CXCR4 Antagonist AMD3100 Promotes Cardiac Functional Recovery After Ischemia-Reperfusion Injury via eNOS-Dependent Mechanism
Background—CXC-chemokine receptor 4 (CXCR4) regulates the retention of stem/progenitor cells in the bone marrow (BM), and the CXCR4 antagonist AMD3100 improves recovery from coronary-ligation injury by mobilizing stem/progenitor cells from the BM to the peripheral blood. Thus, we investigated whether AMD3100 also improves recovery from ischemia-reperfusion (IR) injury, which more closely mimics myocardial infarction in patients, because blood flow is only temporarily obstructed.
Methods and Results—Mice were treated with single subcutaneous injections of AMD3100 (5 mg/kg) or saline after IR injury. Three days later, histological measurements of the infarct-area/area-at-risk ratio were smaller in AMD3100-treated mice than in mice administered saline, and echocardiographic measurements of left-ventricular function were greater in the AMD3100-treated mice at week 4. CXCR4+ cells were mobilized for just 1 day in both groups, but the mobilization of sca1+/flk1+ cells endured for 7days in AMD3100-treated mice compared to just 1 day in the saline-treated mice. AMD3100 upregulated BM levels of endothelial nitric oxide synthase (eNOS) and two targets of eNOS signaling, matrix-metalloproteinase 9 and soluble Kit ligand. Furthermore, the loss of BM eNOS expression abolished the benefit of AMD3100 on sca1+/flk1+ cell mobilization without altering the mobilization of CXCR4+ cells, and the cardioprotective effects of AMD3100 were retained in eNOS-knockout mice that had been transplanted with BM from wild-type mice, but not in wild-type mice with eNOS-knockout BM.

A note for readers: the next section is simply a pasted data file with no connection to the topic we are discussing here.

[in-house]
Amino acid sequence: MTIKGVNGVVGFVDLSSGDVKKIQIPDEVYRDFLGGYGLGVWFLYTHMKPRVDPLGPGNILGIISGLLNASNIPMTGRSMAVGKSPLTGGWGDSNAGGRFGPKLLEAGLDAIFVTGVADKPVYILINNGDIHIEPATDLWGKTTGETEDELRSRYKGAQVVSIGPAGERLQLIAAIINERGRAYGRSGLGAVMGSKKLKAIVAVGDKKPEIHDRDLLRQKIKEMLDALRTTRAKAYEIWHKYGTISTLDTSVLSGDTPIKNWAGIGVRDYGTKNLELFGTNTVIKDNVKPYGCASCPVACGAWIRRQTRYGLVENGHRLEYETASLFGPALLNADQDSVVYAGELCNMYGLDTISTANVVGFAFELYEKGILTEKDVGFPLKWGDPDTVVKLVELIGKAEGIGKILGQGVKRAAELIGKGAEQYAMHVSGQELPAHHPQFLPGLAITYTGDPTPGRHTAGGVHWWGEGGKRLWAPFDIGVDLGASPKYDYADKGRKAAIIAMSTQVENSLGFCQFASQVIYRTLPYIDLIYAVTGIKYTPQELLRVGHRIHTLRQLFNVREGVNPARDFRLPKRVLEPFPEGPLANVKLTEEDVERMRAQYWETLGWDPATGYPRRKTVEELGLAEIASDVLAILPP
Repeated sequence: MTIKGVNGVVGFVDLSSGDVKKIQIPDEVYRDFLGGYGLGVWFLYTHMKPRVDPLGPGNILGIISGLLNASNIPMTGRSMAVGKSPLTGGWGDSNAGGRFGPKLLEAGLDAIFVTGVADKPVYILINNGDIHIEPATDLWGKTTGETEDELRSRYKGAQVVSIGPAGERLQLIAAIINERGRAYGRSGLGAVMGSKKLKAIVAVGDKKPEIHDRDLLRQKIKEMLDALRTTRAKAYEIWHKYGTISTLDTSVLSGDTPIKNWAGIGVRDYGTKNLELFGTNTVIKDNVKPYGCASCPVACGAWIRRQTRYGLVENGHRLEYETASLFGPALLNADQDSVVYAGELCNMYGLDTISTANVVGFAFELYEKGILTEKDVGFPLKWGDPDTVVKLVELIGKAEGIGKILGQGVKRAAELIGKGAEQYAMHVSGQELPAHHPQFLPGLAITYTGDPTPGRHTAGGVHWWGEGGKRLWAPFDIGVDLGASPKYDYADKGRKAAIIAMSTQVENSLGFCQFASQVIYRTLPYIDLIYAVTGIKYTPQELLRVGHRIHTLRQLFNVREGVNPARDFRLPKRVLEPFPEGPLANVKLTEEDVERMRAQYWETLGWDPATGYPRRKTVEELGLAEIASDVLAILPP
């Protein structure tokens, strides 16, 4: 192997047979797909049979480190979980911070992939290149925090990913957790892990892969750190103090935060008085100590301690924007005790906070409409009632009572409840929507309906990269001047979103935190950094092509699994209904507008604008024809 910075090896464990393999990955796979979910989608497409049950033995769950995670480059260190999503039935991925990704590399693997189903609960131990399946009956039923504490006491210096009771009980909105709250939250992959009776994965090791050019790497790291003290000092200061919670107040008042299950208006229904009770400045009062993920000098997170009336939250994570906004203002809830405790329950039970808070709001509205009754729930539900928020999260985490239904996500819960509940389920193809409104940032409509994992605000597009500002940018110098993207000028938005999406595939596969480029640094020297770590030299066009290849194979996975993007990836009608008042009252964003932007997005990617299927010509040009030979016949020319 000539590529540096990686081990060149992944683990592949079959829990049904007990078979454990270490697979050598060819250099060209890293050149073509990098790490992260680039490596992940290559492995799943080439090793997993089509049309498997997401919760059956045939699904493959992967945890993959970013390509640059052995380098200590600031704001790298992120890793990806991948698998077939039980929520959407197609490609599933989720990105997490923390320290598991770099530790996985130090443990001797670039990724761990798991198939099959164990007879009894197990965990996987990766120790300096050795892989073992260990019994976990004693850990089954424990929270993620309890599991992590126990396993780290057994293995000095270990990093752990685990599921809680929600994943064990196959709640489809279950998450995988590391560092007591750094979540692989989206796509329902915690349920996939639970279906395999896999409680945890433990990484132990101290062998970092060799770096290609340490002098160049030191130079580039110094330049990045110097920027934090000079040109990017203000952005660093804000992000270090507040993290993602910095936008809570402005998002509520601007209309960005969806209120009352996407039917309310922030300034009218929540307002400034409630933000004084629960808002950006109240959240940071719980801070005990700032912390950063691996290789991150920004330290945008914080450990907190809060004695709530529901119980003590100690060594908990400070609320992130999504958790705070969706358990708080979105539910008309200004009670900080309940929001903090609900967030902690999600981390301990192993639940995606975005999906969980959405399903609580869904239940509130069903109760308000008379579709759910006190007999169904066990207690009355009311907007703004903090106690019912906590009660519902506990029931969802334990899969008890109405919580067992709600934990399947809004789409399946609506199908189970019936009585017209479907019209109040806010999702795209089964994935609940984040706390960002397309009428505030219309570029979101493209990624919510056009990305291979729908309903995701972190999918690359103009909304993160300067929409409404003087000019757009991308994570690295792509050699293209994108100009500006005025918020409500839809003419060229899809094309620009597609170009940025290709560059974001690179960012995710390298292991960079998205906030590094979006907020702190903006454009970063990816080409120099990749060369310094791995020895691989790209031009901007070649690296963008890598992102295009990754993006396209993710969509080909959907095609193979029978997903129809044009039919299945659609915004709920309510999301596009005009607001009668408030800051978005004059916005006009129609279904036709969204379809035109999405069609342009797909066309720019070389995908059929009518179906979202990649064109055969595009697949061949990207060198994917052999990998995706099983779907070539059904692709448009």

Conclusions—AMD3100 prolongs BM progenitor mobilization and improves recovery from IR injury, and these benefits appear to occur through a previously unidentified link between AMD3100 and BM eNOS expression.
- Received February 10, 2012.
- Accepted October 26, 2012.
- Copyright © 2012, American Heart Association, Inc. All rights reserved. Unauthorized use prohibited